Wednesday, April 30, 2014

My personal washer and dryer

Just about every apartment in S Korea has a washing machine. Clothes are dried on racks like the one below. It is only an issue in very humid summer months. In the summer, it may take days to dry your clothes. 

                                                                       My new washer

and my new dryer...

Tuesday, April 29, 2014

Bacon(?) and egg sandwich for breakfast

So, I had my heart set on cooking bacon and eggs for breakfast. I am still trying to get used to the Korean diet. Grocery shopping is expensive. Beef and chicken are so pricey that I would need to sell off some valuables to buy them on a regular basis. But pork is reasonable. So I bought a ten dollar container of bacon and a dozen eggs.

I poured the oil into the frying pan and put in the chopped onions. The smell was soooo good. My mouth starting watering early. Then I poured in the eggs and scrambled it around the frying pan. My stomach was talking to me, y'all. It was saying hurry up!! Feed me!! I took the finished eggs out of the pan and laid out my bacon strips, one by one, into the frying pan. My head was getting woozy from the anticipation. I almost had to sit down. 

Then...hmmmmn...the bacon was looking a little different..the fire was making it shrink but not the familiar shrinkage. I turned over the strips and watched them curl up in a fetal position. 

Why was my bacon sad?

Well, my mind was already made up. This was the most American meal that I have had since coming to this country and, like a bad relationship, I was determined to make it work. I turned off the fire and put the eggs and bacon between two slices of white bread. My teeth sank into the sandwich. My mouth chewed it gratefully. mind was trying to pose a question that my stomach was not prepared to answer. Why was my teeth and tongue finding hard little pieces of something? Why does my bacon have bones in it? Little small white pieces of bone.

Do you think that stopped me? HECK NAW!! I chewed my boned bacon and egg sandwich and every so often, spit out the little bones pieces. Was my bacon and egg sandwich good? HECK YEAH!! 
It made my stomach smile.

 What part of the oink oink is this? Does anyone know?

(UPDATE: Just found out this is pork belly. Yes, pork belly.)

Monday, April 28, 2014

What size are those feet?

Ok, so you may know by now that in South Korea, you take your shoes off when entering a building, school or private home. In my school, the students have storage space for their outside shoes and so do the teachers. Well, my co-teacher showed me where the teachers store their shoes during the day. shoes were too big for the cabinet.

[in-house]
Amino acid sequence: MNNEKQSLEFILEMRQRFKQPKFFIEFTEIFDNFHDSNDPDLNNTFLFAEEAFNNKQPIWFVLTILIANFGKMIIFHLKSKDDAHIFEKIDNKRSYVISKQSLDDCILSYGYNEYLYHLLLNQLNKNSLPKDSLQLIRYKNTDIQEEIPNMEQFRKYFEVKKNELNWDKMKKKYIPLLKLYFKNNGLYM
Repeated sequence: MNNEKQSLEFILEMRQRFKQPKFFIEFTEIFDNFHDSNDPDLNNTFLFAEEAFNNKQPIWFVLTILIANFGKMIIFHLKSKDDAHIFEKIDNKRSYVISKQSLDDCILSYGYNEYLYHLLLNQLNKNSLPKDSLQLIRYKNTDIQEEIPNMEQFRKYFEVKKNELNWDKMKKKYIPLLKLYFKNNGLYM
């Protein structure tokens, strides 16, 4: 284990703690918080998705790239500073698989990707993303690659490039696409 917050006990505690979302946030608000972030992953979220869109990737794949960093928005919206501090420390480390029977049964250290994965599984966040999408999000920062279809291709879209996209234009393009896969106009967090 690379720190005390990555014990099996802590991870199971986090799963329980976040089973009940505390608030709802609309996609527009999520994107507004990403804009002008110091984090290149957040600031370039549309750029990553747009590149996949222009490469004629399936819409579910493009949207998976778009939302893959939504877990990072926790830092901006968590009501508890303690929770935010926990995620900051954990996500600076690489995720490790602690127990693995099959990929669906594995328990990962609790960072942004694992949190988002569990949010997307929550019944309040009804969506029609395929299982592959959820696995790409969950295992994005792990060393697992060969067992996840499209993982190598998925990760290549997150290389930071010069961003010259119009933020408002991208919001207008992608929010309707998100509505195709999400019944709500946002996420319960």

Had to place them sideways. 
Go ahead, laugh. I did.

Damn these big canoes!

Sending love to my 4 Valentines

Just wanted to send love,  hugs and kisses to my four valentines. Please know that I am thinking about you and praying for you to have God's blessings rain on you every day.

I miss and love you
every second of
every minute of
every hour of
every day of
every week of
every month of
every year of
every decade of
every score of
every century

hugs and kisses to you!!!


A-1 Deli incident

I was reading today  and read about a murder that happened at the deli on the same block as my old job. It happened at 3am this past Saturday morning.  I wanted to cry because a 25 year old man died, trying to defend a woman who was hit by a man, with a beer bottle. The specifics are not as important as the fact that the young man did not have to die. It was a senseless crime and should not have happened. It is hard to be in another country and have your country break your heart. The gun violence in the US is overwhelmingly sad and I hope one day we will realize that and find a real way to decrease, if not eliminate it.

I try to read and regularly in order to stay abreast of what is happening in my region and country. But sometimes it puts sadness in my heart. I feel just as helpless to change it here as I felt when I was on American soil. I thought when the babies were shot in school last year and the president cried as he read the announcement that things would change. (sigh)

I will pray for the young man's family as they deal with their loss. 

Bathrooms in school

Below are pics of the typical bathroom stalls in a public school. I learned that my aim is not good enough for baseball OR these toilets. Even if there is a line, I will wait for the more familiar toilet stall. The soap is typically used by all to wash our hands. All I have to say is that I will work on making my aim straighter.

Now I know how men feel, lol.

Can the church say "amen"?

I only understood one word.

I was happy to be in church again after missing it during orientation. My co-teacher introduced me to the Pastor and Bill, an American from Connecticut. Bill was the only non-Korean member and worshiped there with his Korean wife, Jeannie. Before the service, Bill and I chatted about the cultural differences and what food we missed from back home. As we walked into the already crowded sanctuary, I again felt like a tall, brown Martian. All eyes, from the choir to the congregation, were on us. Everything was in Hangul,the sermon, the Bible, the hymnal book, even the songs were in Korean.

Thankfully, Bill had an English bible and we were able to follow along after his wife directed us to Luke 13. We read the entire chapter slowly since we did not understand the sermon. Bill had suggested to me that the best way to worship, since I did not understand the language, was to catch American preachers online like he did. This would supplement my church attendance.